@OneHellOfAButler, my sister had severe autism & she knows basic manners & she doesn't talk much
@OneHellOfAButler, my only regret is that I have only one upvote to give
@OneHellOfAButler, did you work with the special ed kids while you were a student? that's pretty cool
@OneHellOfAButler, you.... I like you. Have an upvote!
@The Sign Man, Yeah, it was this program called Circle of Friends where you could work and talk with them.
@OneHellOfAButler, as someone with an Autism Spectrum Disorder, I approve of this message.
@CynicalSir, Now I'm a little sorry.
@OneHellOfAButler, I was with you until you said sorry not sorry. Choose one. Other than that, a good post.
@EpicBanana91, most of those with autism are incredibly smart
@OneHellOfAButler, You're absolutely right. My little cousin is autistic, and she is the sweetest little thing I've ever seen. The only discipline problems she has stem from her grandparents whom take care of her spoil her, so she throws tantrums when she can't have something she wants; but then again, so do most kids.
@OneHellOfAButler, as an older sibling of and former counselor for kids with developmental disabilities, you're absolutely right. These kids are fully capable of understanding boundaries, and we're not helping them at all if we appease them when they clearly step out of line. The most well-adjusted adults with developmental disabilities I know (who also happen to be the only employed ones I know) are those who had attentive and compassionate but unyielding parents.
@OneHellOfAButler, as you can probably tell from my user I'm autistic I'm more high functioning than some other people I know with autism but I agree that you shouldn't use your disability as an excuse for everything it's important to find a way to almost work around it, know what I mean?
@angrydwarf, well THANKS
@OneHellOfAButler, Im autistic and I respect this message
@SpecialAutisicgirl, I know what you mean. My little cousin (he just turned 13 recently) is autistic and it's hard for him to learn, but that doesn't stop him from studying and trying all the time. He could just say "fvck it, I'm autistic I have an excuse" but he doesn't. And even though he still gets fairly poor grades, he tries, and I find that unless they're being spoiled rotten and not made to do anything by their parents/guardians/teachers, most autistic and special ed kids will try their best.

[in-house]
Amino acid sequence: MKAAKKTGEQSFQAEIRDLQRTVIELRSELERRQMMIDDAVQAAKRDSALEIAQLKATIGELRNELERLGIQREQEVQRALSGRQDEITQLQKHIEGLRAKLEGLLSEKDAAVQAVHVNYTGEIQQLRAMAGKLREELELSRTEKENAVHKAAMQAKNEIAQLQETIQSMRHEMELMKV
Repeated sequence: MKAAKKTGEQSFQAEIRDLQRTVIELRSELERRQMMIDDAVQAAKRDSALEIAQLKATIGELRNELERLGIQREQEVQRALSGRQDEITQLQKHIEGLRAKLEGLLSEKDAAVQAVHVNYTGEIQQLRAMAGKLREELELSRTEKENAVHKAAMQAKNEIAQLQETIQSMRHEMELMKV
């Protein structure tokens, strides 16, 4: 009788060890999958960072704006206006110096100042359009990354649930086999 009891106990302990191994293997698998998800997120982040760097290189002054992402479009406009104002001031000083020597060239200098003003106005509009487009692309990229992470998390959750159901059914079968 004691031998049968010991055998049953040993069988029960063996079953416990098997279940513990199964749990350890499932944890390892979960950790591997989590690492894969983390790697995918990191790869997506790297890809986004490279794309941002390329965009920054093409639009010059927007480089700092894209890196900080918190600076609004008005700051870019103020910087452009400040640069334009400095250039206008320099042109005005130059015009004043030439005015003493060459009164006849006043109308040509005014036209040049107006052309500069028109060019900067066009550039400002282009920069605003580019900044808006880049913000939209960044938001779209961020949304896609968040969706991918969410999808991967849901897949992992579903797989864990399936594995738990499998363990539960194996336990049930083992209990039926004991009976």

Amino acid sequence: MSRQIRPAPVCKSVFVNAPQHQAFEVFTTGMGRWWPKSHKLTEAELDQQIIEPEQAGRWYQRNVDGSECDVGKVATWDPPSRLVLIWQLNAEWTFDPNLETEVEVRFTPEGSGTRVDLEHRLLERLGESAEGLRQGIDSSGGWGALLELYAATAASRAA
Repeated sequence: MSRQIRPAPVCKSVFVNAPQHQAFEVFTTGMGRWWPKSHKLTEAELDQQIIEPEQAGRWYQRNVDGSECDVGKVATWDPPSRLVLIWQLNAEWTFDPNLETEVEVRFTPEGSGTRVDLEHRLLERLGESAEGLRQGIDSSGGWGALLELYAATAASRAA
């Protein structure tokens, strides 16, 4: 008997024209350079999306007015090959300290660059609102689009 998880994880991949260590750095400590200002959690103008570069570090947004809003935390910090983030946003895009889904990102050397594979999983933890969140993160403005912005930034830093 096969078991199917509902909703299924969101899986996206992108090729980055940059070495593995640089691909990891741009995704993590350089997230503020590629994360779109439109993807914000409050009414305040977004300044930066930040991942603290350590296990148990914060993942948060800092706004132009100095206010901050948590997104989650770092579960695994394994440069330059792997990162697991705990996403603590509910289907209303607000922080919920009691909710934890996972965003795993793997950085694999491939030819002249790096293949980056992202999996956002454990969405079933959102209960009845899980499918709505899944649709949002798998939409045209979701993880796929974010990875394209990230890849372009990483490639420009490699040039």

@OneHellOfAButler, what part of Texas do you live in? I'm originally from Houston although I live in San Antonio now
@Sexy Homunculus, Right now I live in Flower Mound, but I'm moving back to Florida over the summer so I can start college there in the fall.
@OneHellOfAButler, nice. Have you visited the Funimation studio? I've met a lot of the voice actors who work there, I've just never actually been there myself
@Sexy Homunculus, I have! It's actually pretty cool, there's signed/unsigned posters of different animes on almost all of the walls and there's a huge statue in one of the rooms of the Elric brothers. They were dubbing an earlier episode of Attack On Titan while I was there, so I got to meet the voice actor of Armin. Pretty neet, but I only ever went the one time.
@OneHellOfAButler, I will apologize and say he's autistic to explain to someone he didn't mean any harm. But then you correct the child. You don't just give in.
Don't make excuses for your kids
@Deer Jesus, especially when they're bullshjt excuses
I like to tell those kids "you know... I can push a lot harder than you can". And then look their parents right in the eye.
You're right he's just an âsshat
*Insert "too specific, Must have happened" top comments*
Autistic kids can still be taught social skills, it's just harder for them.
"I'll stop saying it once you stop being a little prick"
@pickleSquid, Must have happened.
@pickleSquid, must have happened.